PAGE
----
A Kabbalistic Dig: V’Zot HaBrachah
V’Zot HaBrachah: Deuteronomy 33:1 – 34:12
Several Chasidic Masters associate Moses with the Sephirah of Da’at of the Kabbalistic Tree of Life. The Sephirah of Da’at is known as the hidden Sephirah, situated as the threshold between the seven lower Sephirot of Manifestation and the upper three Sephirot of Transcendence, in an empty space often referred to as “The Abyss.” As one understands each of these rungs on the Tree of Life as a description of higher and higher levels of consciousness from identification with the physical realm of body-mind-emotions to Self-realization, Da’at—which means “knowing” or “awareness”—corresponds to the rung of spiritual Awakening. But how, then, is this Sephirah associated with Moses?
“He buried him in a valley in the land of Moab, facing Bet Pe’or. No one knows his burial place, to this day.” [Deut. 34:6] Thus is Moses’ burial at the hand of God, described in our Torah portion. Moses’ resting place, like Da’at, is hidden. Moses, the ultimate Prophet, “whom YHVH knew Panim-el-Panim: Presence-to-Presence/Inwardness-to-Inwardness,” [Deut. 34:10] is not an ancient character in biblical history but represents, instead, a level of consciousness within us, hidden from the eyes of the false self, awaiting our realization at the rung of the inner Sephirah of Da’at, of Awakening. Moses is the face of our awakened Self, our knowing (da’at) that our Presence is no other than God’s Presence.
How can we find our inner Moses? What is the path to guide us toward revealing that which is hidden within us? Here again, the Torah seems to be pointing us in a specific direction: “He buried him in a valley.” The text is not only telling us where Moses is to be found, but is also giving us the tools to find him.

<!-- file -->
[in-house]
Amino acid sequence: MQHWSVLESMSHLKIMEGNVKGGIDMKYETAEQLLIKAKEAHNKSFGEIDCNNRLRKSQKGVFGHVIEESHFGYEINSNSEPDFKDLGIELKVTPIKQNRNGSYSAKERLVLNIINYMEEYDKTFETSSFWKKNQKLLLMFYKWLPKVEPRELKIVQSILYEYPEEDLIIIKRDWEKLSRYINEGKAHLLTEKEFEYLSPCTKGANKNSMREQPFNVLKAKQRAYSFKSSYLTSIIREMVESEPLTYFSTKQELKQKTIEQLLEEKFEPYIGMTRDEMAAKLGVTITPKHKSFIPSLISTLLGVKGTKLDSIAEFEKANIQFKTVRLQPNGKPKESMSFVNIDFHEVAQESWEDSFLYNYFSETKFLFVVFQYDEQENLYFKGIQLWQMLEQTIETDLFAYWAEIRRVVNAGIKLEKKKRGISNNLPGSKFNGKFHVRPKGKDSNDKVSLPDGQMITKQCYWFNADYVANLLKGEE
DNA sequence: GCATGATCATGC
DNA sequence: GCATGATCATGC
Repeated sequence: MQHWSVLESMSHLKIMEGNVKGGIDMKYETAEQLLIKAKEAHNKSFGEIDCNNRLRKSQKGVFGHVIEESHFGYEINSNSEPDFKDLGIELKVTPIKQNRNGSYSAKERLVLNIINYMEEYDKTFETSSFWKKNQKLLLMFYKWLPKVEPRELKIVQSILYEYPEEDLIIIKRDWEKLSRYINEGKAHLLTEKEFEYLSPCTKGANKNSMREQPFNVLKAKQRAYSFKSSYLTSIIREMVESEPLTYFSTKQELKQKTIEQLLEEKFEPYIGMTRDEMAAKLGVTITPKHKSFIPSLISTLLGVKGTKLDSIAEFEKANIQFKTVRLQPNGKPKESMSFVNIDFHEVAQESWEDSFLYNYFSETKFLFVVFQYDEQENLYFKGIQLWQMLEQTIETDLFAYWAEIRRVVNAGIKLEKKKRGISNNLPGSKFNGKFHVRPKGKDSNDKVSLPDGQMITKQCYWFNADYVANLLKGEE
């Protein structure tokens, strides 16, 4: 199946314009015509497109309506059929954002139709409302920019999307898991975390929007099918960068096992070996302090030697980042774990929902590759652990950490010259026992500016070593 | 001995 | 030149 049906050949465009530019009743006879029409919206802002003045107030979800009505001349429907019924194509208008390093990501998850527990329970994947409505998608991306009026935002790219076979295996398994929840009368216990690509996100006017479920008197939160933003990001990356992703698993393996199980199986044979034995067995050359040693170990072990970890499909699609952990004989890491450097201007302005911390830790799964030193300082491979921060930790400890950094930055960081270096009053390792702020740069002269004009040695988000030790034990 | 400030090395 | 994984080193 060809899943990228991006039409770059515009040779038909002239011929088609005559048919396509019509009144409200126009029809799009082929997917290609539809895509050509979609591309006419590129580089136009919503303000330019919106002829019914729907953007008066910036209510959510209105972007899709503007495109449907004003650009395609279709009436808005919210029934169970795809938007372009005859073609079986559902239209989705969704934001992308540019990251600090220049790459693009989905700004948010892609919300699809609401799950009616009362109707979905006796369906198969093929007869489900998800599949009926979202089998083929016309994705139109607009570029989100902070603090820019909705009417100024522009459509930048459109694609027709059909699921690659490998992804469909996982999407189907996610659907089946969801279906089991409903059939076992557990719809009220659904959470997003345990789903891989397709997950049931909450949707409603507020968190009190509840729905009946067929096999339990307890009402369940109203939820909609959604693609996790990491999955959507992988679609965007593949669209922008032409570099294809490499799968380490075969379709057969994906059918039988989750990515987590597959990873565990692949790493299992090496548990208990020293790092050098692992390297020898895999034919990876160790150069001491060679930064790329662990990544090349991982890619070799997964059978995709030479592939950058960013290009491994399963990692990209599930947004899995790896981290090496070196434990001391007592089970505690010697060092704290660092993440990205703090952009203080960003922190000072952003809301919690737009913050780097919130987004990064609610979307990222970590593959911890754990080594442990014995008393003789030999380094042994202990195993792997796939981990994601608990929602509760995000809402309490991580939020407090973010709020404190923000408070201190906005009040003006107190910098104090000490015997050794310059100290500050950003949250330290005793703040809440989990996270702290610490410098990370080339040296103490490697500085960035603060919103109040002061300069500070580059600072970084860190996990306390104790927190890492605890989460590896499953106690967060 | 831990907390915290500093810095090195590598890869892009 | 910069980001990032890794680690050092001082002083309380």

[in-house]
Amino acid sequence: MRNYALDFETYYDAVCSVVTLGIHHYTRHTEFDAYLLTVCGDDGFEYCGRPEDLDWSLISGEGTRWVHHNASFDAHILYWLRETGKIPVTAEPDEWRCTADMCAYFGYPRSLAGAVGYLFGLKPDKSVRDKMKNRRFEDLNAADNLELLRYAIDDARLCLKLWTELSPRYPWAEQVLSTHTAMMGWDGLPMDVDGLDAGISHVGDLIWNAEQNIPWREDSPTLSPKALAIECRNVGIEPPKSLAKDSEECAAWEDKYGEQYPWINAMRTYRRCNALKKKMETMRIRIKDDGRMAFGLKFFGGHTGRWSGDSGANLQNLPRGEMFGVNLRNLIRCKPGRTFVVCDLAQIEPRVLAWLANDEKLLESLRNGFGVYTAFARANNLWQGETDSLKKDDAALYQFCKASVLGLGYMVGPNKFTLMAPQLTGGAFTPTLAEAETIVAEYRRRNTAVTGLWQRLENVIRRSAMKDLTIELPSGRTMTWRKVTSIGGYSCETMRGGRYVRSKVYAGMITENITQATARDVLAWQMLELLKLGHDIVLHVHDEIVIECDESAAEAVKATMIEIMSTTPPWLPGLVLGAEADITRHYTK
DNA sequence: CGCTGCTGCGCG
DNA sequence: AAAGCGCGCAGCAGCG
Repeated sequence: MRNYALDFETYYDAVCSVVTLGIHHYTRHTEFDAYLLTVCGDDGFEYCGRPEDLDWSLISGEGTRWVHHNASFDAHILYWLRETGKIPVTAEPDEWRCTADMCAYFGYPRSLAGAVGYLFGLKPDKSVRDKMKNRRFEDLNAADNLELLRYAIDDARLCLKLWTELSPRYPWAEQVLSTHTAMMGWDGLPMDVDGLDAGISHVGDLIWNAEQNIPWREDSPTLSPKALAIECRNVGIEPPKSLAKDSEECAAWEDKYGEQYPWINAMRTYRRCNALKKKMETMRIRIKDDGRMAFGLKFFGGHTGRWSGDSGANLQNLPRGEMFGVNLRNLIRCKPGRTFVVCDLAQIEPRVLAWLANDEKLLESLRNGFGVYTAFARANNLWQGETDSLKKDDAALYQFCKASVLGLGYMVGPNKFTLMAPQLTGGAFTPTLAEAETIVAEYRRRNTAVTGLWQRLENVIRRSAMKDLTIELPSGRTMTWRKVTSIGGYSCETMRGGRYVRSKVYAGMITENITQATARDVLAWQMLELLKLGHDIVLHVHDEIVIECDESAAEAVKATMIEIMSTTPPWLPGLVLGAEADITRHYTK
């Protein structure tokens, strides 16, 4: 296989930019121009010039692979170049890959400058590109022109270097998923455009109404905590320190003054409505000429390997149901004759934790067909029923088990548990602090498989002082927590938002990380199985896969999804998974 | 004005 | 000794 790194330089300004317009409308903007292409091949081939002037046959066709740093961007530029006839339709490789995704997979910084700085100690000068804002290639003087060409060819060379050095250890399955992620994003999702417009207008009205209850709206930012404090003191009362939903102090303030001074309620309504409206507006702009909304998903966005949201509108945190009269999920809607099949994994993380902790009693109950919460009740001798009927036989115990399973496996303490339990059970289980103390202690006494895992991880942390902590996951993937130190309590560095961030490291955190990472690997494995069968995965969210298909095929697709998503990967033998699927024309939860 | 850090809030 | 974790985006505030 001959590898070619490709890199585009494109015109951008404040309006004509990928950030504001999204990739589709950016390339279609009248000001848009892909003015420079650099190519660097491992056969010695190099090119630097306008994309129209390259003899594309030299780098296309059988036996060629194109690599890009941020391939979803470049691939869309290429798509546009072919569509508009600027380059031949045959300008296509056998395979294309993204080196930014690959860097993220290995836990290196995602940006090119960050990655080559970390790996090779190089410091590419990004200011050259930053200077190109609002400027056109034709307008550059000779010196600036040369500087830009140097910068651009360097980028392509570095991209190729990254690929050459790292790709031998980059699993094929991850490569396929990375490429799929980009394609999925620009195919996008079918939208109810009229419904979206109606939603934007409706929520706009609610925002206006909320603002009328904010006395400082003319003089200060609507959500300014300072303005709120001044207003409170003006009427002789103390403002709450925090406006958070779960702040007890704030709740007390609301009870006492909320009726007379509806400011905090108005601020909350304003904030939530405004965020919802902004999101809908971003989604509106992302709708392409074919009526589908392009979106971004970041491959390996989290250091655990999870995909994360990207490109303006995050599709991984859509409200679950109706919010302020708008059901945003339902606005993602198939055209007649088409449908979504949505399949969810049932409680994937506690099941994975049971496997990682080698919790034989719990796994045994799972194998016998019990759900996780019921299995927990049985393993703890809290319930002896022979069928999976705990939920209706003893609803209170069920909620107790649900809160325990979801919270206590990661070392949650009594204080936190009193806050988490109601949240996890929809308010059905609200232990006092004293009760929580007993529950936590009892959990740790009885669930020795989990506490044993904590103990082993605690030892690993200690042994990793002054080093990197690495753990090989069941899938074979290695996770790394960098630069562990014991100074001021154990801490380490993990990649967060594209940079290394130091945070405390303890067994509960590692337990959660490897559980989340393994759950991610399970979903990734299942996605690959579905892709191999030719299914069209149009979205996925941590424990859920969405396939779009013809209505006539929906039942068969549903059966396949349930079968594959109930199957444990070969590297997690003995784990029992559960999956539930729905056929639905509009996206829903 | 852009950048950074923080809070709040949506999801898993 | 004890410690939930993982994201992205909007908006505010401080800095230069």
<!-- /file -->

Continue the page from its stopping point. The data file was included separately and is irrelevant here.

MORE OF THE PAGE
We have spent years building up and solidifying our false separate sense of self by filling our inner valley with more and more layers of identification, experiences and attachment, to a point where we have transformed what was once a valley into a mound of egocentric accumulations. No wonder no one knows Moses’ resting place. We are standing atop the mound looking out to find him, all the while ignoring that he has always been right there, buried beneath the surface. The journey to Self-realization isn’t, therefore, about adding more layers of experiences—however spiritual they may be—but a practice in self-excavating. Our True Self isn’t to be achieved, it is to be revealed, to be uncovered the way Michelangelo saw each of his sculptures as already complete within the raw marble block; already there, and just requiring the chiseling away of the superfluous material.
The valley is a pointer for our chisel. A valley is a low place, just like Moses was known to be a humble person. Modesty, honesty and loving-kindness are attributes to be cultivated as tools to engage in our personal Self-unearthing. They are connected to the three Sephirot of Tiferet (heart-space, humility, harmony), Gevurah/Din (honesty, justice, courage) and Chesed (loving-kindness) that lead up to the Sephirah of Da’at, pointing to the modalities of being and acting meant to carve away the “superfluous” layers of self toward Awakening. They echo the words of the prophet Micah: “He has told you, O humans, what is good and what YHVH demands of you—only doing justice (Gevurah/Din), loving kindness (Chesed) and walking humbly (Tiferet) with your God.” [Micah 6:8] Now go and self-excavate!